“Half life” is a scientific concept. I’ve seen it used for medicine and nuclear physics. A radioactive element decays in a weird way, with the decay time measured in half-lives. If the half-life of a radioactive element is ten years, after ten years half of the atoms in that sample will have decayed.

Ten years later it’s all gone, right? Nope. In another ten years, half of the *remaining* atoms have decayed. Ten years later, half of those remaining atoms. And this dribbles on and on. This isn’t a strictly scientifically accurate explanation, and probability raises its ugly head (or maybe it doesn’t), but it’s close enough.

Typos and other mistakes in a manuscript seem to be like that. In my latest manuscript my readers found a bunch of them to start with, and after the corrections I declared my manuscript “clean.” Then there was another read a while later, and lo! There were a few more mistakes. Not as many, of course. Maybe half. I made the corrections. A few weeks later, someone read it again. More mistakes. Fewer this time.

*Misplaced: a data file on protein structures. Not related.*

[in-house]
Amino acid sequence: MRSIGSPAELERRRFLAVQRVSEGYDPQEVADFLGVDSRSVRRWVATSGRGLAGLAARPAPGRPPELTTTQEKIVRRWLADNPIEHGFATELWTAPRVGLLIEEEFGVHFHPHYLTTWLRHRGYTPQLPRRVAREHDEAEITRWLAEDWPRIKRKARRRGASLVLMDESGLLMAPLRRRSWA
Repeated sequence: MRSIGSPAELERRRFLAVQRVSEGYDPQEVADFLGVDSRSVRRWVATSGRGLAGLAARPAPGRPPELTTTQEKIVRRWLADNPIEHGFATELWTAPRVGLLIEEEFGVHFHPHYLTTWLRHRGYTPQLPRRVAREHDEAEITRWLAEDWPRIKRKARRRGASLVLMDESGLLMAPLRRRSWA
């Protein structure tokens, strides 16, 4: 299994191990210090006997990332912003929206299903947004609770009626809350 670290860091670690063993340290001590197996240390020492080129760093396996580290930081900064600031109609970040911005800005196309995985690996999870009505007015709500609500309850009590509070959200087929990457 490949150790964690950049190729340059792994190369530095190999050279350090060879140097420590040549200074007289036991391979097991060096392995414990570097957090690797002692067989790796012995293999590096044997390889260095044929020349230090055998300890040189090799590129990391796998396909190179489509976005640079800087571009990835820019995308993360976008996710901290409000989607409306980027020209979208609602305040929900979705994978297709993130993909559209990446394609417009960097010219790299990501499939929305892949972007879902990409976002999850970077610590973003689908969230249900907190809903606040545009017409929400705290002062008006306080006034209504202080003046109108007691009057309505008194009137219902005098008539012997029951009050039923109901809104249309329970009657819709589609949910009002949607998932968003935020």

It’s just been through another read, and a few *more* mistakes trickled in. This is no big deal, since I haven’t submitted a full to anyone yet, but cripes!

So the way I see it, mistakes in a manuscript have a half-life. No matter how careful the first edit, the next one will find a smaller number of mistakes. And the next one, an even smaller number. I’m not sure yet there’s an end to this process. Plenty of best-selling novels come out from great corporate publishers with a few mistakes still lurking in them.

Eventually, after times ranging from seconds to centuries, all radioactive materials decay to where they’re no more radioactive than something you’d pick up off the ground at the park, at levels only detectable by instruments. Safe enough.

I imagine there’s an acceptable level, even for professional editors, where they decide they’ve run through enough editing half-lives and there’s no more they can do with a manuscript, so off it goes to the printer with no regrets.